Dylan Thomas Boathouse
The pretty town of Laugharne, on the estuary of the River Taf, was home to one of our most famous writers, Dylan Thomas. Laugharne was thought to be the inspiration for his best known play, Under Milk Wood. There are lots of sites associated with him here.
He wrote his work Portrait of the Artist as a Young Dog in the castle summerhouse with its sweeping views across the Taf estuary. And the Boathouse, where he lived with his wife Caitlin and their children has been left almost untouched and his writing shed in the garden still has his notes scattered on the desk. You really get the feeling he's just stepped out for a drink at Brown's Hotel, his favourite drinking haunt, just a short walk away in the village.
Read more: Take a tour of Dylan Thomas' Laugharne
Plas Llanelly House
A handsome example of a Georgian-era mansion, Plas Llanelly House is situated right in the centre of Llanelli. Delve into the past on a guided tour; many rooms are furnished just as they would have been centuries ago. You'll learn about the lives of Sir Thomas and Lady Stepney who lived here in the 18th century, and then continue on to the Victorian era. There are tales of scandal and of spooky encounters aplenty.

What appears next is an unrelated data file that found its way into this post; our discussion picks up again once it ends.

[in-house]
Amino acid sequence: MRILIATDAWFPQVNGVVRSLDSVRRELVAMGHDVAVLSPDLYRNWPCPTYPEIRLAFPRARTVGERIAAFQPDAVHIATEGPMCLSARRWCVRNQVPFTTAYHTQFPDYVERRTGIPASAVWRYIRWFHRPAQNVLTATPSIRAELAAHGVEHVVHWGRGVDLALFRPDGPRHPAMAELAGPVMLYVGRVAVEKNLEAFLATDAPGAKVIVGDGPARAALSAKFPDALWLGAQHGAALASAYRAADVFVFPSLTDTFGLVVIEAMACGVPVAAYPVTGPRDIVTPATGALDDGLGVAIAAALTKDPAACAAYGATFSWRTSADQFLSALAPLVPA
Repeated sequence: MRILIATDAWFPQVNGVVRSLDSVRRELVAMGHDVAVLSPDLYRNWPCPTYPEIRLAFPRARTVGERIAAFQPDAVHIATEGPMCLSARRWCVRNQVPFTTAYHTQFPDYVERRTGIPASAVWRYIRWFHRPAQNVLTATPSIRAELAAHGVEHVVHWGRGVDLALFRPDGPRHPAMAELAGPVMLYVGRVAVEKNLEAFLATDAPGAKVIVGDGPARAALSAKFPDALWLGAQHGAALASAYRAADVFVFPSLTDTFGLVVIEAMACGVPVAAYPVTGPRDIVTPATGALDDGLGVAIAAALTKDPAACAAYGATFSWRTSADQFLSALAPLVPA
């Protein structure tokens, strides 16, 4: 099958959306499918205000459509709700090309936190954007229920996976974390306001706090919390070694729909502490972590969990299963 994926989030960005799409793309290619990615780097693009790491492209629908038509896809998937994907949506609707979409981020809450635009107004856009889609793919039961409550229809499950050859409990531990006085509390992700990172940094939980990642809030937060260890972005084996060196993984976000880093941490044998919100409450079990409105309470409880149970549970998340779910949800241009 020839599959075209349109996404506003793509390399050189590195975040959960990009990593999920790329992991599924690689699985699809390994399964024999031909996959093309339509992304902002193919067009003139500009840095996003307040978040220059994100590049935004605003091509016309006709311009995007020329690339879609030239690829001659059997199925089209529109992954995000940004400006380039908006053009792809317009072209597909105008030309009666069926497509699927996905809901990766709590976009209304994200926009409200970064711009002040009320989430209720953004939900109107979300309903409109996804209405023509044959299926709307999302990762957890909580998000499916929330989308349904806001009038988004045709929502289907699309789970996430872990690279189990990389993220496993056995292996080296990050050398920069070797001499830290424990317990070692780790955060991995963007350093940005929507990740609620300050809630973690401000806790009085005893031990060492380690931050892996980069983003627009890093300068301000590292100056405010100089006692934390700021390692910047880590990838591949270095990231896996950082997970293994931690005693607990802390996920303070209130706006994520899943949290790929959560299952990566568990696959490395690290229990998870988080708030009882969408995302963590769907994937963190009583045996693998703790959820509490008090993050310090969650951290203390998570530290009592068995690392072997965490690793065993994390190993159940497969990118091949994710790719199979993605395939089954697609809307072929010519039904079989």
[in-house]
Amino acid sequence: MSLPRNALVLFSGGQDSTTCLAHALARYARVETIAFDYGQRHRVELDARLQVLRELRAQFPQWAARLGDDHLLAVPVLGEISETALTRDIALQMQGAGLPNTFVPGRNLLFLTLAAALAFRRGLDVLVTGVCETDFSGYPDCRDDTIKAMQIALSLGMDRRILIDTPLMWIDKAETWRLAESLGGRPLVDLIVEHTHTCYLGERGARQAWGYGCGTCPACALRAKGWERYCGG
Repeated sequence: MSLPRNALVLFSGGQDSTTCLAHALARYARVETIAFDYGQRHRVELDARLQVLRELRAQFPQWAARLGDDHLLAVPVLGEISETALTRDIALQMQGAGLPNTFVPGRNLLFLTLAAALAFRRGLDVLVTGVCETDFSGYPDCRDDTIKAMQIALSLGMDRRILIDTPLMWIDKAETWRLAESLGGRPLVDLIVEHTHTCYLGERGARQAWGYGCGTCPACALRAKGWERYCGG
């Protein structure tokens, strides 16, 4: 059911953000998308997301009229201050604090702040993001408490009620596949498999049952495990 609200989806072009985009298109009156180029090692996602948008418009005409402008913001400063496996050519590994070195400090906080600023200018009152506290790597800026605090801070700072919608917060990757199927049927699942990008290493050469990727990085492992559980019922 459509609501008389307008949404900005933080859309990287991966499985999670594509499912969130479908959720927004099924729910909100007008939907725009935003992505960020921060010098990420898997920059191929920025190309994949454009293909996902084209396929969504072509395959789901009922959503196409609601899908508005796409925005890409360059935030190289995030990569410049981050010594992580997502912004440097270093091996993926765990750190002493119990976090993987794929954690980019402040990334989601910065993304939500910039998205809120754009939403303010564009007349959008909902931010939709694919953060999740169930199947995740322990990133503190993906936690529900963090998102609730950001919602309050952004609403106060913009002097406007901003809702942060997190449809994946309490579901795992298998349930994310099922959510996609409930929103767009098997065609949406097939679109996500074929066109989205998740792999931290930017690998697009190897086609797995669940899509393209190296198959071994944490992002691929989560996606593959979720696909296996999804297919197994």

Once you've taken in the architecture, interiors and atmosphere, treat yourself to a bite or a cuppa in the café. For something more substantial, the restaurant serves locally sourced and Welsh inspired dishes.
The National Wool Museum
Wool was historically the most important and widespread of Welsh industries and the craftsmanship associated with shawls, blankets and bedcovers manufactured in Wales is known the world over. The National Wool Museum is located in the former Cambrian Mills which made woollen clothes and furnishings that were exported all over the world.
A visit to the museum allows you to trace the wool's journey from fleece to fabric in these attractively restored listed mill buildings. The museum houses all sorts of historic machinery used in the woollen mills and a raised walkway gives you a great view of textiles still in production at Melin Teifi, the site's commercial woollen mill.
Read more: Carmarthenshire with kids
Dolaucothi Gold Mines
The Romans discovered there was gold in the rocks here some 2,000 years ago and mining for this most precious of metals continued until the 1930s. The Dolaucothi Gold Mines tour traces the evolution of mining in Carmarthenshire down the centuries from those simple early Roman digs and leads you through the underground mines in the process. You wear a hard hat and there are some sections of quite steep steps to negotiate. Once you've finished you can try panning for gold yourself. Whilst there isn't a café here, there is a nice picnic area so why not bring a packed lunch?
Read more: Exploring the underground secrets of Wales
Dinefwr Park, House and Castle
You can travel back in time to 1912 at National Trust Dinefwr. Grade II* Newton House is an ornate feast of arched Gothic windows and columns, with spiky towers sprouting at each corner. The displays inside tell the history of Dinefwr and there are guided tours if you want to learn more.